Hans Dieter Poetsch was the wrong choice as Volkswagen chairman from day one. His investigation by criminal prosecutors looking into potential market manipulation is really just a reminder that the German carmaker cannot turn a corner until it has made a clean break with its murky past. For that to happen, Poetsch needs to go.
The investigation centres not on VW’s fudging of emissions data in 2015, but how transparently the company communicated its issues with U.S. regulators to its shareholders. After admitting cheating to U.S. authorities on Sept. 3 2015, Volkswagen waited 17 days to make the matter public. The subsequent crash of the share price wiped out almost 24 billion euros in market capitalisation in a week. At the time, Poetsch was VW’s chief financial officer. His job was in part to communicate effectively with the market.
For proof that he failed, look to the 1,400 lawsuits shareholders had launched at the district court in Braunschweig as of Sept. 21. Total claims add up to 8.2 billion euros, which so far are not included in the 18 billion euros provisioned by Volkswagen for the financial fallout of the scandal.
The legal bar for proving market manipulation is relatively high in Germany, and Poetsch is innocent unless proven otherwise. VW argues that it was not possible to assess the potential financial impact of the emissions rigging until late September 2015. Yet the criminal probe into his conduct highlights the conflict between Poetsch’s current role and his previous one. As Volkswagen’s chairman, his duty is to do his “utmost to uncover the full truth”, as he promised after his appointment in October 2015. As former finance director, that means being able to implicate a managerial regime of which he was part.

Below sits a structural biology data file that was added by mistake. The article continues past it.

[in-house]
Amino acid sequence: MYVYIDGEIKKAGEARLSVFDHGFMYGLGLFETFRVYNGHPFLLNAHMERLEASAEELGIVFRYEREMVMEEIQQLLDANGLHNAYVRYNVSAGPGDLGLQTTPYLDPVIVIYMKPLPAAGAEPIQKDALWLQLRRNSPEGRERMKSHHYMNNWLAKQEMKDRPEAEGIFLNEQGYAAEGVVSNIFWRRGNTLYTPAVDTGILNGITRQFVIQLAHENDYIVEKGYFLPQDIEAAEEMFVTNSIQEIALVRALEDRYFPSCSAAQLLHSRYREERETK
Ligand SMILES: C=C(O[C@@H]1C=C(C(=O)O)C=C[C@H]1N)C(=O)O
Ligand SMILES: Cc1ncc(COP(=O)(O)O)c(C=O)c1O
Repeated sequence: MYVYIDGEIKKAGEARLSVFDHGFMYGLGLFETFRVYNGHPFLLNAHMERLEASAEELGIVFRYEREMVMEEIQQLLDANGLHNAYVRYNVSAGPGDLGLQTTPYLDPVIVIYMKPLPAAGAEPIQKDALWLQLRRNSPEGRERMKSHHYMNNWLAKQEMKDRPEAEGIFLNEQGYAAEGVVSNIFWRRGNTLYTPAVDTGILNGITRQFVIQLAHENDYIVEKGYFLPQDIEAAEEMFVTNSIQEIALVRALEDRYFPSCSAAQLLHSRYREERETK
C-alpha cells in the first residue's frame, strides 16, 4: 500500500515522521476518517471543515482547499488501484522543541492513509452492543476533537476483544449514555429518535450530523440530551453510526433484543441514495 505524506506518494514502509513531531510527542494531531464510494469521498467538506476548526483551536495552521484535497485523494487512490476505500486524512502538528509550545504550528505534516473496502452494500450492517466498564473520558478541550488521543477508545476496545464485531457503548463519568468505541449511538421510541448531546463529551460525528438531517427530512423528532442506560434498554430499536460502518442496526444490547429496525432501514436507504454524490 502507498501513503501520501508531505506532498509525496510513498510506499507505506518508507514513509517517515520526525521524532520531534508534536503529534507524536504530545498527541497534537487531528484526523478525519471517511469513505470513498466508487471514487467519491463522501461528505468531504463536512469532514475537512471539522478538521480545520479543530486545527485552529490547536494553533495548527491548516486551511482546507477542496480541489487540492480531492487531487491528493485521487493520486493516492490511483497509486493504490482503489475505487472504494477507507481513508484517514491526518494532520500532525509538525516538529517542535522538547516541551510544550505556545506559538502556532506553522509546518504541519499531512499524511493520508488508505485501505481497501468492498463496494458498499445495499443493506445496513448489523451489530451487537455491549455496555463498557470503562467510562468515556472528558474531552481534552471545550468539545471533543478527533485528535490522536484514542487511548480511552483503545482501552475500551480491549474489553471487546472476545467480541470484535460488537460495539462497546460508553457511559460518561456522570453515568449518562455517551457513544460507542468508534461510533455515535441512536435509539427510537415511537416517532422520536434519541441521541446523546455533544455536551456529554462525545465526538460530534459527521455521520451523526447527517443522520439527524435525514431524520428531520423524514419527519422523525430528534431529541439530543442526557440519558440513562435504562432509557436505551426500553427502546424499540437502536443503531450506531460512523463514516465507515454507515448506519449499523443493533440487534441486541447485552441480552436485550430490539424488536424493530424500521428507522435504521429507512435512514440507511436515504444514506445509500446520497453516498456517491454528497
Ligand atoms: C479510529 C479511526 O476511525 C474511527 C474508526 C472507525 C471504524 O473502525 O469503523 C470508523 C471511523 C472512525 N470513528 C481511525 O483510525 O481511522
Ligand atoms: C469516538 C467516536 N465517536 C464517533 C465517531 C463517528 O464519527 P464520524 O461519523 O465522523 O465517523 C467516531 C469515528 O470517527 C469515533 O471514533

What VW needs is a chairman who can give his or her full attention to stabilising the company while its executives carry out a big restructuring. The core VW passenger car brand’s operating margin is just 1.6 percent, less than half that of French rivals Renault and Peugeot.
Brokering an urgently-needed deal between the company’s management and its unions on cutting bloated labour costs is crucial for the group’s operational turnaround. A weakened Poetsch lacks the authority to do so. Volkswagen really needs a new person at the top, and soon.